As they have been beefing up the Forester more and more in power and size over the past few years and added a smaller cross over vehicle to the line up last year to take the place of what was the original smaller lower powered Foresters market, as well as the rumors of the disappearance of the Tribeca next year, one is left to wonder whats the marketing plan. Doesnt make sense to me that they now have two vehicles the Forester and Outback in the line up so close in specs and size. I am kind of wondering if or when they take the Tribeca off the market if they are going to beef up the standard power on the Outback and return things back to the way they were for years with the Outback had more power than the Forester.... we will just have to wait and see.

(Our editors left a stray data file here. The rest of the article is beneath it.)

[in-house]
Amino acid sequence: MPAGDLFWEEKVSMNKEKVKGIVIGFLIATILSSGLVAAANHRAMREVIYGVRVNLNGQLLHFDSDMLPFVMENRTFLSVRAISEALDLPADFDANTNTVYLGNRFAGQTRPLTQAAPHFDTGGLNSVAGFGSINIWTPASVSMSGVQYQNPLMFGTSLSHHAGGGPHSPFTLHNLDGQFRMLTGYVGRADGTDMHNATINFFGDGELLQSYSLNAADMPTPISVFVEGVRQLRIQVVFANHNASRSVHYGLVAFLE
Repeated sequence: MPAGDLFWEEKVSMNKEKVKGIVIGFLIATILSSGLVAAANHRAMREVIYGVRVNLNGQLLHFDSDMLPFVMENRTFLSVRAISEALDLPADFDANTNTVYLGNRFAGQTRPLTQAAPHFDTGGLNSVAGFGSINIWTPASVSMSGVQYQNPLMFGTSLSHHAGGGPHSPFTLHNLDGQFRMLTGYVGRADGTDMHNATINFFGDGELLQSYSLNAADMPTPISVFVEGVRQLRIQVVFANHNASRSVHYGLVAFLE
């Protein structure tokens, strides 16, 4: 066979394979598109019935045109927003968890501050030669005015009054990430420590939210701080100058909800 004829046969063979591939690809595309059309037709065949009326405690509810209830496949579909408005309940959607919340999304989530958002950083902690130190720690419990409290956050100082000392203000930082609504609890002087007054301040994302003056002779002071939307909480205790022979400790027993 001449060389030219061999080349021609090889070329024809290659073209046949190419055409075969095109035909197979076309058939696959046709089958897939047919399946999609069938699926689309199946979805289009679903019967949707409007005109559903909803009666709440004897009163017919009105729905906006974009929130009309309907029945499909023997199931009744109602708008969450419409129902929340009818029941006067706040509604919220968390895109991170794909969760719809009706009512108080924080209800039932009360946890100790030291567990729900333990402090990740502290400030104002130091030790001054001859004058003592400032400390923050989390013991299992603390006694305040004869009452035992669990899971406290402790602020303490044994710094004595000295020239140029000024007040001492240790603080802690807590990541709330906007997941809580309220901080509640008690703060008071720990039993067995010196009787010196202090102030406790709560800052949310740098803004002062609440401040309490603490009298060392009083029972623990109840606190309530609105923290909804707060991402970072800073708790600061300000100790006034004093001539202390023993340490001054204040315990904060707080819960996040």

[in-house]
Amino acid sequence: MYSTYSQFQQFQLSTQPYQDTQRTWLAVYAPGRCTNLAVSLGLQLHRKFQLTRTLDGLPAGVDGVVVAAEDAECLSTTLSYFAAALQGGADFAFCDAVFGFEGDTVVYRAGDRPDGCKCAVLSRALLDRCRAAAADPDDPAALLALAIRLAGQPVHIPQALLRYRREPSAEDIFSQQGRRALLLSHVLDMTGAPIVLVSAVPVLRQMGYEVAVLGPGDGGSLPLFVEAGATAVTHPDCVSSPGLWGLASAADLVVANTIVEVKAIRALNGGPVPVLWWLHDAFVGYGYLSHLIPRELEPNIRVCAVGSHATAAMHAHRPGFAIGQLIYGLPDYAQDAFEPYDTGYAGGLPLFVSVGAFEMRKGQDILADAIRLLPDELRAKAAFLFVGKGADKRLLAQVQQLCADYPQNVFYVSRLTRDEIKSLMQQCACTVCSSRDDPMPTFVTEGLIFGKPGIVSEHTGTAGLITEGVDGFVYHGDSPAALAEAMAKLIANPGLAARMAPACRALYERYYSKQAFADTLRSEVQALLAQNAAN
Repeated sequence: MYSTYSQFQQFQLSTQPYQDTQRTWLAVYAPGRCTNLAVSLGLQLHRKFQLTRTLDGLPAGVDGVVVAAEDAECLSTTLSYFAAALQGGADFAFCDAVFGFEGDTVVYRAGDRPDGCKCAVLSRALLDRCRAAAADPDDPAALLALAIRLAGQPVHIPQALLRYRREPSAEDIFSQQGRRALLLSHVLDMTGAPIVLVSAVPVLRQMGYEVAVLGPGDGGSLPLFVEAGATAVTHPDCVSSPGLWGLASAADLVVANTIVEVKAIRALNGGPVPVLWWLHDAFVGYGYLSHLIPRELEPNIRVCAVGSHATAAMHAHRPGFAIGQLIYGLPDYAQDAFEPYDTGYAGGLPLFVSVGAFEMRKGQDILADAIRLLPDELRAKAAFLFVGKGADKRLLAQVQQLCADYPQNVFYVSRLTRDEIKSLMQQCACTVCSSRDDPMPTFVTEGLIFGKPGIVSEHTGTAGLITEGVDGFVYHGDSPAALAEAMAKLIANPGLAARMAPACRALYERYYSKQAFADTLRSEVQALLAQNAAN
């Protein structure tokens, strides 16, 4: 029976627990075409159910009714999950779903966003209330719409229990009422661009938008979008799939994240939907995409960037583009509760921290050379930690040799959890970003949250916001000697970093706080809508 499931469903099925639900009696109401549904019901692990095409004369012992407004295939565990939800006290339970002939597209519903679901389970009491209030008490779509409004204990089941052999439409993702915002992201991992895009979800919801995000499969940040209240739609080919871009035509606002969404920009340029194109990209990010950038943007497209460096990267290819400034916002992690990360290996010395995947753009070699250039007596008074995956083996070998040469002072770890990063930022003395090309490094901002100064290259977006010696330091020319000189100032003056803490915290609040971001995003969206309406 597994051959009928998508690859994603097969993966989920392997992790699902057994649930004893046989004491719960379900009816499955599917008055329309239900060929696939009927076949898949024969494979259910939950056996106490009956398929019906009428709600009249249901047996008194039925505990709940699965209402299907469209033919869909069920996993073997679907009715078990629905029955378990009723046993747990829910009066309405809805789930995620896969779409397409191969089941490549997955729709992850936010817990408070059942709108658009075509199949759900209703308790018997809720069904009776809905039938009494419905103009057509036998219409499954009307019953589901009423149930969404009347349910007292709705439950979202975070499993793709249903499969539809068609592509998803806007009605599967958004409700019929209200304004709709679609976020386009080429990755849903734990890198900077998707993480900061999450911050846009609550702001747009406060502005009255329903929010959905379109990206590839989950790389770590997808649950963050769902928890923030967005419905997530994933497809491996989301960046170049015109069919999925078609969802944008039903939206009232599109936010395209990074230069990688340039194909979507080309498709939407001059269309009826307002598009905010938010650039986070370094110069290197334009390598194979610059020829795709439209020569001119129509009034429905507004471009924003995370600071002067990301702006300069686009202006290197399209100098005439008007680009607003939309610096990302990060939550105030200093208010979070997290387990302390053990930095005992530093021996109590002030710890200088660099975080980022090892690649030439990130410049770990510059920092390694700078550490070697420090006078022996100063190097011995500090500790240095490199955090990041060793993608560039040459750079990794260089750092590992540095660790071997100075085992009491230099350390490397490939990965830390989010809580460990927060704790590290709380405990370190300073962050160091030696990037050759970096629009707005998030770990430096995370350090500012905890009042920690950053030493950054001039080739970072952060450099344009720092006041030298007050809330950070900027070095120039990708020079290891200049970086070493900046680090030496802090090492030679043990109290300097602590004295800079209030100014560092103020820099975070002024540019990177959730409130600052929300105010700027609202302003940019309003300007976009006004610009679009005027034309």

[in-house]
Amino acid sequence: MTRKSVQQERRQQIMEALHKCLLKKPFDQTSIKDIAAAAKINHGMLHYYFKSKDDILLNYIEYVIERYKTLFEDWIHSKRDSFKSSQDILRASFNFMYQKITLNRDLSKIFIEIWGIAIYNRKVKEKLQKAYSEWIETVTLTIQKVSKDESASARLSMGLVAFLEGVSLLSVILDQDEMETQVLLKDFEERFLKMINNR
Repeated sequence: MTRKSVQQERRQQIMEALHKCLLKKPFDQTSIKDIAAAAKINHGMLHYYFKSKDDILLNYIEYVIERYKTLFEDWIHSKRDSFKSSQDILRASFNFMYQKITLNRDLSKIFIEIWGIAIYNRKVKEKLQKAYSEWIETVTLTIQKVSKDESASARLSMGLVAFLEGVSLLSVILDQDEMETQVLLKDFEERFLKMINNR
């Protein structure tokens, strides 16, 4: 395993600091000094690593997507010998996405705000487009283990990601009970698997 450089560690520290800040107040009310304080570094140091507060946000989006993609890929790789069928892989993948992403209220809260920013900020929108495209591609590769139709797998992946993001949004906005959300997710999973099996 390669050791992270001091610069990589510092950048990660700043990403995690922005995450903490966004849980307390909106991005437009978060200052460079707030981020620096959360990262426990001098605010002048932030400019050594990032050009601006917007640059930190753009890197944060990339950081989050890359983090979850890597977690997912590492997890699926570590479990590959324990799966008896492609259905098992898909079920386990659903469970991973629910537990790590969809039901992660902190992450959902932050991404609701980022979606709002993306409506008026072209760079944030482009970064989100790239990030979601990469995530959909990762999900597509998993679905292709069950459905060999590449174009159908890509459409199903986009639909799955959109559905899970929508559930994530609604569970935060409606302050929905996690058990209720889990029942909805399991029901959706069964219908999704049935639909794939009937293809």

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Old 02-23-2013, 08:32 PM   #69
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Even the J standard that Toyota is using doesn't mention stopping ability. It seems to me that the J standard...
Many of the SAE standards start with "J"... including all of the towing-related standards I've seen. This one is J2807, hitches are covered by J684, trailer wiring connections by J1239, and so on. If not giving the number, when the specific standard is apparent by context, "SAE standard" might be a more appropriate term.
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Old 02-23-2013, 08:32 PM   #70
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Just have to face it. Consumers looking for a compact, fuel efficient tow vehicle for a small, lightweight trailer are a miniscule part of the market. When those companies consider towing, they are probably thinking a 4' x 6' utility trailer for weekend hauls to the dump.
The main consumer demand is for a cute ute with great fuel economy, a 600W 12 speaker sound system, heated seats and steering wheel and 32 cup holders.
Just going to have to move up in size and price.